A Diamond Bar High School senior Mi So Kwak, 18, won a $10,000 Jewish Guild Healthcare college scholarship. To win, Kwak had to write an essay about a
A Diamond Bar High School senior Mi So Kwak, 18, won a $10,000 Jewish Guild Healthcare college scholarship. To win, Kwak had to write an essay about a teacher whose encouragement made a difference in her life. She is pictured with Diamond Bar High science teacher Jose Marquez on Feb. 12, 2013. (SGVN/Staff photo by Leo Jarzomb)

WEST COVINA - Mi So Kwak's story about her struggle and perseverance is so poignant that she won a $10,000 college scholarship for sharing it.

Kwak, an 18-year-old senior at Diamond Bar High School, was one of 51 people who applied for the GuildScholar Program, a nonprofit scholarship offered only to legally blind people. Although Kwak can perceive light, she has no usable vision and said she doesn't depend on sight 90 percent of the time.

Yet Kwak is in marching band and has a 3.9 GPA. Kwak, with the help of an instructor as a guide, played the flute in the 124th Rose Parade.

As one of 16 students who won the $10,000 college scholarship, Kwak had to write about an outstanding teacher. She chose Jose Marquez, a science teacher who taught her in three classes.

"In my 15 years of teaching, she is my favorite student. She reminds me of how anything is possible," said Marquez, 37.

Kwak, a devout Presbyterian, said she will give a tithing of the Jewish Guild Healthcare's money to the Northminster Presbyterian Church in Diamond Bar. The rest will go to her college tuition.

Born in Seoul, Kwak moved to the U.S. when she was 13. Her father wanted his three children to have a better education, so when his company offered him the opportunity to immigrate to the U.S., he took it. The U.S. has more resources and facilities available for blind learners, and its universities are respected worldwide, Kwak said.


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Even with the improved learning environment, Kwak still faces challenges. She uses BrailleNote Apex for digital computing and has a screen reader dictate what is on her computer screen. Some teachers recognize Kwak's obstacles and try to lighten her workload.

"It's really easy for teachers to say there's this lab assignment, and you don't have to do this. I'll just excuse you from it," Kwak said. But Marquez "put more work for me because he understood that I wanted to learn as much as sighted students."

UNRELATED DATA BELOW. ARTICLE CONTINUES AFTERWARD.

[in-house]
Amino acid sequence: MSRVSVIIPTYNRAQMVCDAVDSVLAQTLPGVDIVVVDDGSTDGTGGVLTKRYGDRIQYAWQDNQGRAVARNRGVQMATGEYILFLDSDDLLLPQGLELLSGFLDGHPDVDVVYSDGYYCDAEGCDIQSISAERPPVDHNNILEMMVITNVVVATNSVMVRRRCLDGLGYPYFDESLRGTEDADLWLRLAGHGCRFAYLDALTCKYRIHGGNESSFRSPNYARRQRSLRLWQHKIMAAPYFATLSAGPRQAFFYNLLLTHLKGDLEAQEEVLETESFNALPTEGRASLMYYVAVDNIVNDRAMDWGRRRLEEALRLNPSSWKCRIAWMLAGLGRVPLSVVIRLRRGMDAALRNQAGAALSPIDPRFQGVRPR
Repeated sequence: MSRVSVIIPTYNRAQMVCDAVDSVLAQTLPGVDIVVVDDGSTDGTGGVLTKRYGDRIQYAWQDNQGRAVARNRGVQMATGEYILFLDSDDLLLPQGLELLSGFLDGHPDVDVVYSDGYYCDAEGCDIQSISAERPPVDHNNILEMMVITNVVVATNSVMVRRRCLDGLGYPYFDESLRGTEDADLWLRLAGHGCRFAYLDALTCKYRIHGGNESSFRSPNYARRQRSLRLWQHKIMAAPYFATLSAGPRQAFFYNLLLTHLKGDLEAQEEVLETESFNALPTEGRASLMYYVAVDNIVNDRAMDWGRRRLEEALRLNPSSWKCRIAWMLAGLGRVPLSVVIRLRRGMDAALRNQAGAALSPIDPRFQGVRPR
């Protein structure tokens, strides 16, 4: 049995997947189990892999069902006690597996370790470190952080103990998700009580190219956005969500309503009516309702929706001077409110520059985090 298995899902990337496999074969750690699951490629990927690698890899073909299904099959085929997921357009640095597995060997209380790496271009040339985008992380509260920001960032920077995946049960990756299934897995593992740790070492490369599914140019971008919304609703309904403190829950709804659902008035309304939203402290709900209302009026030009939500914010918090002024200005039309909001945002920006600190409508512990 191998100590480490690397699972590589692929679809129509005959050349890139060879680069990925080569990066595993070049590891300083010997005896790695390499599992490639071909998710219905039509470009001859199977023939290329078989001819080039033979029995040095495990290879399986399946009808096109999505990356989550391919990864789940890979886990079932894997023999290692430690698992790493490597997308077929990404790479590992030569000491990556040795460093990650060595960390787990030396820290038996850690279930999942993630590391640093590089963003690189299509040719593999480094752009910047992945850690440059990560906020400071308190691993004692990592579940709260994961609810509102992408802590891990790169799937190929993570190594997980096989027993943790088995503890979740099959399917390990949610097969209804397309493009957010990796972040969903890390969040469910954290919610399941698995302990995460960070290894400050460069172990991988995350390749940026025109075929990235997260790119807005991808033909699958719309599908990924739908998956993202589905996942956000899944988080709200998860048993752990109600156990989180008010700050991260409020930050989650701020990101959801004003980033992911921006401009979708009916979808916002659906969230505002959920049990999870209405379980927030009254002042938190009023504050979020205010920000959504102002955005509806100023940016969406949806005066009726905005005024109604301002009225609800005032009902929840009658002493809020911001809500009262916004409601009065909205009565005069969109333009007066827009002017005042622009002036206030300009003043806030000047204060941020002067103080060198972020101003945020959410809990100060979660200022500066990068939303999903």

Science used to fluster Kwak because it often involves visual concepts and diagrams that are beyond her sight. But Marquez made lesson adjustments so Kwak wouldn't be lost in the dark.

"Mr. Marquez let me touch how the water stream bent when static electricity was applied and (he let me) feel the increase of temperature of a beaker after a chemical reaction took place in it. Science was no longer mere words that came out of textbooks," Kwak said.

When she took science classes in Seoul, blind students couldn't participate in lab experiments. Past roadblocks made her fear taking chemistry in her sophomore year, but Marquez helped dispel these fears, she said.

After chemistry, she took physics in the summer before 11th grade. Then, with Marquez's urging, she took AP chemistry in her junior year. She did well, eventually earning a 4 out of 5 in her AP chemistry exam, thus earning her college credit.

"In class, she'll tutor other kids," Marquez said. "She'll help normal-sighted individuals with AP chem. Because she can't see what I'm writing on the board, her ability to reason allows her to see it more clearly."

Other students see Kwak as an equal even though she is blind. When Grace Chung, 17, was partnered with Kwak for an AP U.S. history class, Chung said she wasn't annoyed or worried.

"Mi So is very ambitious and hardworking. I was excited to work with her. She's on top of everything," she said.

One time, Kwak and her peers had to memorize a presentation in AP U.S. history. The teacher joked that Kwak could cheat by reading off her BrailleNote Apex, and no one would know.

But "no one ever thought she would do that because we know she has integrity. She wants to reach her own goals with her own efforts and nothing else," Chung said.

In fact, Kwak was hesitant about saying she was blind in her college applications because she didn't want special treatment from California and East Coast universities, Chung said. Kwak said she is aware she needs to make a good impression on people.

"I'm kind of an ambassador. For some people, I might be the only person they meet that is blind. I want them to think that blindness is not something that would stop one from achieving what the person wants," she said.

zen.vuong@sgvn.com

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